DULUTH, Ga. -- There's more than one championship-caliber team in the Southeastern Conference. And Sylvia Fowles is showing the league has more than one star.
Fowles scored 19 points and had 20 rebounds as No. 11 LSU (No. 10 ESPN/USA Today; No. 11 AP) held No. 2 Tennessee's Candace Parker to a career-low four points Saturday night in the Lady Tigers' 63-54 victory in an SEC tournament semifinal.
Fowles has been overshadowed by Parker most of the year, but the LSU junior took the SEC tournament spotlight with her 19th consecutive double-double.
"She never wavered," LSU coach Pokey Chatman said of Fowles, who played the full 40 minutes, going 8-for-18 from the field and blocking three shots.
"She was just strong in there for them," Tennessee center Nicky Anosike said. "I tried to guard her the best I can. She was strong."
Anosike had nine points and four rebounds. Parker added six rebounds, but was 2-for-11 from the field. LSU kept Parker well below her 20.3 point average by denying passes to her inside.
"We got whipped right down the middle," Tennessee coach Pat Summitt said, noting "the great presence that Fowles had."
"We didn't have a post game consistently," Summitt said.
Tennessee won the regular-season SEC title with a 14-0 mark and was favored in the conference tournament.
LSU avenged a 56-51 home loss to Tennessee on Feb. 19.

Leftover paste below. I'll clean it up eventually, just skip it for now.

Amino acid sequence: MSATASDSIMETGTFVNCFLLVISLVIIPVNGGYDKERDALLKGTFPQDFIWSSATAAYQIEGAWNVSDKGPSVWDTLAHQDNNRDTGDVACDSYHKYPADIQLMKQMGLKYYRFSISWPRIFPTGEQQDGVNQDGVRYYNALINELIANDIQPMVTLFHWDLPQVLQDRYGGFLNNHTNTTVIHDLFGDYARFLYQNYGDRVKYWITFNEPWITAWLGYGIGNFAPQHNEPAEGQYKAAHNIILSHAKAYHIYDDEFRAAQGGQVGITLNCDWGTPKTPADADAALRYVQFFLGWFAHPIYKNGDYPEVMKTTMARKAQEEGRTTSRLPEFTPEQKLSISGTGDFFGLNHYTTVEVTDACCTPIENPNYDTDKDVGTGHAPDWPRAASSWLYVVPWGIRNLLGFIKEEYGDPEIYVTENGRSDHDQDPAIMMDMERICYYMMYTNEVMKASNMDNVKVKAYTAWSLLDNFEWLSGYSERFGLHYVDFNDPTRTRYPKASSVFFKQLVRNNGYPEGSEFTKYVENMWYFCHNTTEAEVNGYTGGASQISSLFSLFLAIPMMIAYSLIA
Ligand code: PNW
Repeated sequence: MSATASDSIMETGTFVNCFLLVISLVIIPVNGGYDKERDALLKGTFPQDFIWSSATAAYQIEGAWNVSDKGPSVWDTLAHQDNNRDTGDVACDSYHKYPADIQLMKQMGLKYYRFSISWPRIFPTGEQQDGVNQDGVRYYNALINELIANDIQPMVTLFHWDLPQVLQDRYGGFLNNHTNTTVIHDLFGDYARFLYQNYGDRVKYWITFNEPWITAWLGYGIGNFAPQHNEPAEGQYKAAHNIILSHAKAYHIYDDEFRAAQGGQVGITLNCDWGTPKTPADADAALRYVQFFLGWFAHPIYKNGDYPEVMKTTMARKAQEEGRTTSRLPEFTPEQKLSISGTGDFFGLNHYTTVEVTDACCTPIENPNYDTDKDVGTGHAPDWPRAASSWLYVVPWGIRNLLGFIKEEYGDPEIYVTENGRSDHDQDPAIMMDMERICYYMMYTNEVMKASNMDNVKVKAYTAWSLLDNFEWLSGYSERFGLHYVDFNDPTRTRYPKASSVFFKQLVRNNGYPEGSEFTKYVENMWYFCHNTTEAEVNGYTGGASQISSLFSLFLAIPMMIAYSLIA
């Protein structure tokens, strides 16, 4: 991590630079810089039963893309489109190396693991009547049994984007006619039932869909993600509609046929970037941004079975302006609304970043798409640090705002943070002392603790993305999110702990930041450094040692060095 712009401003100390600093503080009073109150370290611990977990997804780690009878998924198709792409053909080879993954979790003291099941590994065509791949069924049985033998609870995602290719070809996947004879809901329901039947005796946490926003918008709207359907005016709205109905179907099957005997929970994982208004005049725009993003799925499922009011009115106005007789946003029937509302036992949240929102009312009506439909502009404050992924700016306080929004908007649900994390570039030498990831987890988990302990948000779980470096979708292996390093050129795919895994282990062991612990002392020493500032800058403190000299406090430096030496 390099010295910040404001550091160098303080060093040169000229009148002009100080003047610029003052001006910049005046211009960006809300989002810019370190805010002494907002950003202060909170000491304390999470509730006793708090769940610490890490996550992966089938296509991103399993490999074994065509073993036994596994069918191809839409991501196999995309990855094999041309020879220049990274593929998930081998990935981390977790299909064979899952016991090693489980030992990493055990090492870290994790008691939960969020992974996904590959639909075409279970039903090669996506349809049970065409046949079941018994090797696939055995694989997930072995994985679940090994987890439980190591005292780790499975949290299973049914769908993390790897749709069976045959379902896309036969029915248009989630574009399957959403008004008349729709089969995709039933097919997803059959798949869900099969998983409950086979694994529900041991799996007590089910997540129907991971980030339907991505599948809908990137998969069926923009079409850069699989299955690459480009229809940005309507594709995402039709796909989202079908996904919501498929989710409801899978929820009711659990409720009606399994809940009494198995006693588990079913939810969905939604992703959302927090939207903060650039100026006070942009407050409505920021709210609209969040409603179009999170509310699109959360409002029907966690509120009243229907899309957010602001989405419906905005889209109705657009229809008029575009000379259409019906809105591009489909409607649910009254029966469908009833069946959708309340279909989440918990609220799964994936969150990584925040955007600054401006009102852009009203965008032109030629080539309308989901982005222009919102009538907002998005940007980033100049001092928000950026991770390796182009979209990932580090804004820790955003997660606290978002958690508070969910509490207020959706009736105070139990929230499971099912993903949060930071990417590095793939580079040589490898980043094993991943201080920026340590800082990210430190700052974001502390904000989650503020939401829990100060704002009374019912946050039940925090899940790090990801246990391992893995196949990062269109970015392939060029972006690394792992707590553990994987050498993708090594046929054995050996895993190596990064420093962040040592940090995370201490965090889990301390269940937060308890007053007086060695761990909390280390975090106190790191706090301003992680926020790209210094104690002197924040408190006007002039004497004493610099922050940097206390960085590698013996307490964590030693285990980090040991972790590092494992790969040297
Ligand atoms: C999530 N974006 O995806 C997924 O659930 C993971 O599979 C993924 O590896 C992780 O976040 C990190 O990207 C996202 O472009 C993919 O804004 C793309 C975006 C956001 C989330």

"When we played them at our home and lost, we had time to sit down and review and think about things we didn't do well," Fowles said. "We just brought it tonight."
Erica White added 17 points and Allison Hightower 12 for LSU (26-6), which advances to the championship Sunday night against the winner of the Georgia-Vanderbilt semifinal late Saturday.
LSU held the Lady Vols to 37.5 percent shooting.
Tennessee's Sidney Spencer also was 2-for-11 while scoring seven points.
Was this LSU's best game of the season?
"For this time of the year, you'd have to say yes," Chatman said.
Alexis Hornbuckle led Tennessee (28-3) with a career-high 29 points and nine rebounds.
Summitt said the game again proved it is difficult to sweep the regular-season and conference titles.
"The one concern I had coming in was what this is going to mean for our team," Summitt said. "It's happened in the past. When we were able to win the regular season, it's been far more difficult to win the tournament."
LSU took a 51-41 lead on a basket by Fowles with 6:43 left. Hornbuckle sank a long 3-pointer with 1:15 left to cut the margin to 55-50, but White and RaShonta LeBlanc each made two free throws to give the Lady Tigers some breathing room.
The loss snapped Tennessee's second 11-game winning streak of the season. The Lady Vols lost their first conference game since falling to Florida on Feb. 26, 2006.
Tennessee beat LSU in the 2005 and 2006 SEC tournament finals by a combined total of three points. With most seats taken in the 10,309-seat Gwinnett Arena, this semifinal had the feel of a championship.
Predictably, Tennessee claimed a big edge in fans, but LSU supporters were heard as the Lady Tigers took the lead late in the first half and held it the rest of the game.
Hornbuckle scored 10 points in the first half, including a basket that gave Tennessee a 15-4 lead about 6 minutes into the game. Fowles and the Lady Tigers outscored the Lady Vols 29-14 the rest of the half to lead 34-29 at halftime.
Hornbuckle's 3-pointer with 4:05 left in the half gave Tennessee a 29-28 lead. The Lady Vols were held scoreless the rest of the half as Fowles scored three straight baskets.
Fowles had 14 points and nine rebounds in the half.